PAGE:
[Photo: Felix Idan]
Scandinavians seem to be renowned for a bit of a social conscience and the Scandic Hotels chain has long had a reputation for doing things green.
In the last decade or so, Scandic has already done a lot to be environmentally friendly across their 140 hotels: introducing recycling bins into guest rooms, replacing chlorine bleach with oxygen bleach in the laundry, and renovating rooms with recyclable and renewable materials.
Last week Scandic made a very big promise: their goal is to be "100% green by 2025", which means eliminating all carbon-emitting activities and basically being super, super-environmental, including:
thermo steered heating, usage of renewed energy, cars driven by renewed fuel, water efficient water taps, showers and toilets, KRAV-labelled food (eco labelled), garbage sorters in 23 000 hotel rooms, switch to electricity from waterpower plants and no use of disposable packages.
Wow. Perhaps Scandic's services could be even more environmentally responsible if they just gave us sleeping bags and tents to stay in?
· Scandic Hotel 100% green by 2025 [Visit Scandinavia]
· Scandic Hotel's Natural Step to Creating Green Hotels [HotelChatter]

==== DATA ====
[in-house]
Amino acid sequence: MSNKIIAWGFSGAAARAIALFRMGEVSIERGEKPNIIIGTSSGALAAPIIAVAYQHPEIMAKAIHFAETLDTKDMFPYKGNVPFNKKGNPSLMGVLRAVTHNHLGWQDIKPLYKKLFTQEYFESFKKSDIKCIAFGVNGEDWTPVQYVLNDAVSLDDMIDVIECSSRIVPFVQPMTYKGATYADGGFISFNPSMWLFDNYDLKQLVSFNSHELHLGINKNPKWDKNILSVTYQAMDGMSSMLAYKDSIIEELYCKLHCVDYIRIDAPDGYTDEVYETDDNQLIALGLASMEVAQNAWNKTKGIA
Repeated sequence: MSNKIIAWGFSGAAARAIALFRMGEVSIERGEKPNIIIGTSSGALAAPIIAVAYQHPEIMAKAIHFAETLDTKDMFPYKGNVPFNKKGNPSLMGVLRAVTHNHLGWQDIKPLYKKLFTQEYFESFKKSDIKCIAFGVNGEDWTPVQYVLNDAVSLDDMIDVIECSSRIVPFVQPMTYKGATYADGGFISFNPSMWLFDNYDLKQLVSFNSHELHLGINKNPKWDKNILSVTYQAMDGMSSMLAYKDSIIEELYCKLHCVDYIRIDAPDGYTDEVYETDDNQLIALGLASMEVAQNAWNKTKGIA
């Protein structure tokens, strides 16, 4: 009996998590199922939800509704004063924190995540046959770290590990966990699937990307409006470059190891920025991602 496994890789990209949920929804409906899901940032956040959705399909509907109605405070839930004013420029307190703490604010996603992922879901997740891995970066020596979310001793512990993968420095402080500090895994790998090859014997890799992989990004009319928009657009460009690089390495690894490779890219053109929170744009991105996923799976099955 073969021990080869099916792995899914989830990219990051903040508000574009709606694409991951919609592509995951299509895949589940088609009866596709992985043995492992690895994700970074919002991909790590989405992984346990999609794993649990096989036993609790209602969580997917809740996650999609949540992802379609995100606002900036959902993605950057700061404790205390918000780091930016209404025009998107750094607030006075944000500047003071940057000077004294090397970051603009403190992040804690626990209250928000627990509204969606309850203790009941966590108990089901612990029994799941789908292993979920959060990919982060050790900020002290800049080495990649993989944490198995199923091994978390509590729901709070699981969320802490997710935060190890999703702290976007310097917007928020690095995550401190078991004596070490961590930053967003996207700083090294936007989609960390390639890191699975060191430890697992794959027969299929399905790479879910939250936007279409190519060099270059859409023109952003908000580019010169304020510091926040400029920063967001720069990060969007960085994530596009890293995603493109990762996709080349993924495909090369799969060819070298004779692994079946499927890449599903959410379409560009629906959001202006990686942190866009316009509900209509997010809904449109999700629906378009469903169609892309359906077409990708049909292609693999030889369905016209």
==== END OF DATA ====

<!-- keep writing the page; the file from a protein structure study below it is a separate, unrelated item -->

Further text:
· Scandic Hotels Coverage [HotelChatter]
The whole sad process began with a complaint by a guest who had found a Bible in a drawer in his hotel room. He wrote to Mona Andersson, the head marketing executive at Scandic hotels. She wrote back [my translation]: "Thank you for your e-mail and your views. Yes, we have traditionally had the Bible/New testament available at our hotel rooms. But all religions are welcome at Scandic so as of today we encourage all our hotels to remove the Bible from their rooms. The Bible will be available at the reception as a service for our guests.
All 130 Scandic hotels in ten countries such as Denmark, Belgium, Estonia, Finland, Germany, The Netherlands and Norway will pull the bibles from their rooms.
We're guessing this ain't gonna happen at Marriott anytime soon. But never fear, your very own handheld bible trivia game is here!
· Finding you religion in the nightstand [HotelChatter]
· Must ... remove ... all Bibles ... from all Scandic hotels [Scandic Hotel Bibles]